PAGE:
Why the mayor of Williamsport got rid of his natural gas-powered car [UPDATED]
If you ask Williamsport Mayor Gabriel Campana (R) about the natural gas industry, he’ll say he’s a big supporter.
“It’s clean, it’s cheap, and it’s pro-American,” he tells StateImpact Pennsylvania. “It’s been a positive thing for our city.”
Campana was so positive about natural gas, he bought a used Honda Civic that runs on compressed natural gas (CNG) and installed a fueling station at his home.
“I took out a loan for this,” he told the Williamsport Sun Gazette in early 2012.
But about six months ago, he got rid of the car–and lost money on the deal.
Campana’s mother was hospitalized following a major heart attack, and he was making frequent trips to visit her near Harrisburg.
There simply weren’t enough places to fuel up.
“I couldn’t make it with my car back and forth,” he says. “The mayor was taking the bus. I thought we would see stations in a much faster time.”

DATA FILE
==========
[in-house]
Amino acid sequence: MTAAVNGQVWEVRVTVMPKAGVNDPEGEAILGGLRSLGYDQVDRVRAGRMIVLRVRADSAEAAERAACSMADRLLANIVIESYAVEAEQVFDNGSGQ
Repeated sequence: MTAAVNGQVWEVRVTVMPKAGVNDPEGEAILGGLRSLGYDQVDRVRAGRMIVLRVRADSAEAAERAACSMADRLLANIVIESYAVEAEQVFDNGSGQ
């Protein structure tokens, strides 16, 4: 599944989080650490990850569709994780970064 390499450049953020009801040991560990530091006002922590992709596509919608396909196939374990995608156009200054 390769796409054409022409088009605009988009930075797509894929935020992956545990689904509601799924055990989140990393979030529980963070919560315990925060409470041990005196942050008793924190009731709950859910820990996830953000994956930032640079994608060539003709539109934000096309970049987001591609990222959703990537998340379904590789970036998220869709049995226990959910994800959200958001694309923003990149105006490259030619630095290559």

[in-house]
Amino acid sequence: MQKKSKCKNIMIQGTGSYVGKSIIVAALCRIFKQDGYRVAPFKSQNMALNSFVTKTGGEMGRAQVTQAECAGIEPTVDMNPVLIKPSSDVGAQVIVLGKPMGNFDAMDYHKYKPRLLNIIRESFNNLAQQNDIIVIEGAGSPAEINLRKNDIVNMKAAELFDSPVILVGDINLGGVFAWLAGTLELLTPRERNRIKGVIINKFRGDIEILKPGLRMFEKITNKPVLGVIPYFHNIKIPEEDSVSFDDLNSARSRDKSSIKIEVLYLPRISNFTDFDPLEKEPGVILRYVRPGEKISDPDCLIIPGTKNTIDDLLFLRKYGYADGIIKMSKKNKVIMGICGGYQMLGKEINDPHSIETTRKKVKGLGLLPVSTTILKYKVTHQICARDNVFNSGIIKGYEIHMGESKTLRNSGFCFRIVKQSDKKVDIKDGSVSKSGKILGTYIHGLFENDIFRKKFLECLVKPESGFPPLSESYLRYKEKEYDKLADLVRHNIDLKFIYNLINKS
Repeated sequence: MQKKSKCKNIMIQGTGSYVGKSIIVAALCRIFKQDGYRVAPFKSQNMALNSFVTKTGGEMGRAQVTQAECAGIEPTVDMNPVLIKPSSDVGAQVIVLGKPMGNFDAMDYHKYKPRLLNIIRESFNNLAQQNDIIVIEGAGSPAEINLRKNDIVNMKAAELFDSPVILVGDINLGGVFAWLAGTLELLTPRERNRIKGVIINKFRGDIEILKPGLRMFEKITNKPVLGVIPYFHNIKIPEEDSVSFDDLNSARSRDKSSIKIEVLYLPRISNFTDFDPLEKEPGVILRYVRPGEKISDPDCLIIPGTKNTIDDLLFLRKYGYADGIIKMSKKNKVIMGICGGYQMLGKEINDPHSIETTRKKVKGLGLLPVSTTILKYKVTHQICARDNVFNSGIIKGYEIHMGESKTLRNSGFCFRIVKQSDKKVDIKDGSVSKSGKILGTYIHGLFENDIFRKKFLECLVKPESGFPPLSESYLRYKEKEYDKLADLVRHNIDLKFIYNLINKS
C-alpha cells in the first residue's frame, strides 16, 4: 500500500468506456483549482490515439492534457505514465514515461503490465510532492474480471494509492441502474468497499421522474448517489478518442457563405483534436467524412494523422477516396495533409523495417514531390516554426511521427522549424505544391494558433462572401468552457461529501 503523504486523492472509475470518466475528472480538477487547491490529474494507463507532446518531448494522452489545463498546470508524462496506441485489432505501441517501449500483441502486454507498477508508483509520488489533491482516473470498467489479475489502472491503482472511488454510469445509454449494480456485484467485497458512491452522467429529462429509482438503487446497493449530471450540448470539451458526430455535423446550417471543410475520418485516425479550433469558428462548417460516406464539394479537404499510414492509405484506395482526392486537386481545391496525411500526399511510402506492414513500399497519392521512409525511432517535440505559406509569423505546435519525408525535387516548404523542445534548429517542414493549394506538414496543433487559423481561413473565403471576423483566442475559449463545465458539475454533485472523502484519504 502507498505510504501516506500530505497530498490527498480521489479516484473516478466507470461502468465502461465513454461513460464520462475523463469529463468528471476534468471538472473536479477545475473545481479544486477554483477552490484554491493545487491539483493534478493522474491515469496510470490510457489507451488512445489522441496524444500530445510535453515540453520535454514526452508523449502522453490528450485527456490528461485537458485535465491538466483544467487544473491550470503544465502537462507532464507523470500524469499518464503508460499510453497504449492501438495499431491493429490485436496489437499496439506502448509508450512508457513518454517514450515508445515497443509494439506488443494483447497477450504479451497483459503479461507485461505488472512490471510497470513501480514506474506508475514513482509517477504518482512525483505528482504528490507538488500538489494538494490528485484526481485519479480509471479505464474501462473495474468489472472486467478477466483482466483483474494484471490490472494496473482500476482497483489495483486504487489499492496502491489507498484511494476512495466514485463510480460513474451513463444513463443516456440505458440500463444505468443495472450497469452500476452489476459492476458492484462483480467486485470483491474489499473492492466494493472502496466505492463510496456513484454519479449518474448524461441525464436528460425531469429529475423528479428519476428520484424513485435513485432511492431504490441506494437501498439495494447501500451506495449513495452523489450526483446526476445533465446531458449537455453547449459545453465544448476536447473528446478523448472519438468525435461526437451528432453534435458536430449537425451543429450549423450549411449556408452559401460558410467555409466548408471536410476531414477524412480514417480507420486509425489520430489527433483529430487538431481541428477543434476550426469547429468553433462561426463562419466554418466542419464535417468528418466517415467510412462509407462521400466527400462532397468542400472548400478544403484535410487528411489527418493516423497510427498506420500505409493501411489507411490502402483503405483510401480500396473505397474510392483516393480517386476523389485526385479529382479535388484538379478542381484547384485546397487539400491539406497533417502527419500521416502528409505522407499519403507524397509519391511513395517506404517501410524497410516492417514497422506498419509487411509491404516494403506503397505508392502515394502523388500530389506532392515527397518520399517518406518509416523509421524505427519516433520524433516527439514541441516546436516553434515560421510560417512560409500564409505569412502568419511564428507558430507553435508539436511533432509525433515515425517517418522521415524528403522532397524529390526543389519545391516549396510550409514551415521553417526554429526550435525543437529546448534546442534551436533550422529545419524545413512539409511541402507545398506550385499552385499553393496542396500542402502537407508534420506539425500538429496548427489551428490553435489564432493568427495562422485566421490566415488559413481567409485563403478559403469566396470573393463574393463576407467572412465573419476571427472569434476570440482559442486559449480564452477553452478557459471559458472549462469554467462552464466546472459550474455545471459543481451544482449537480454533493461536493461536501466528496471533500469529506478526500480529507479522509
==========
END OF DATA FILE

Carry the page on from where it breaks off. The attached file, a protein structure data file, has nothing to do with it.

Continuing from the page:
Despite Pennsylvania’s abundant supply of natural gas, low CNG prices, and state subsidies, the fuel hasn’t caught on for passenger cars.
Statewide, there are only about 22 public CNG stations.
As StateImpact Pennsylvania has previously reported, CNG is mainly gaining momentum in heavy-duty fleet vehicles– like transit buses and garbage trucks.
Williamsport plans to open a public station next spring and operate its buses on CNG. The project is being financed by the city as well as state and federal grants.
“We’re taking the lead for the region in regards to CNG,” says Campana. “We’re practicing what we’re preaching.”
Campana says his mother is doing better now. Although he won’t say how much money he lost selling his Civic, he’s still bullish when it comes to CNG.
“I’d like to buy another car,” he says, “It had a lot of pep.”
Update 6:57pm: WNEP-TV alerted us to their recent story about the mayor’s car. He reportedly told the station he couldn’t afford the CNG Civic.
Update 8:23pm: Campana tells StateImpact Pennsylvania his words were taken out of context in the news report. He says he told WNEP it was getting expensive to take public transit to Harrisburg so often and since wasn’t making use of the car, he decided to sell it.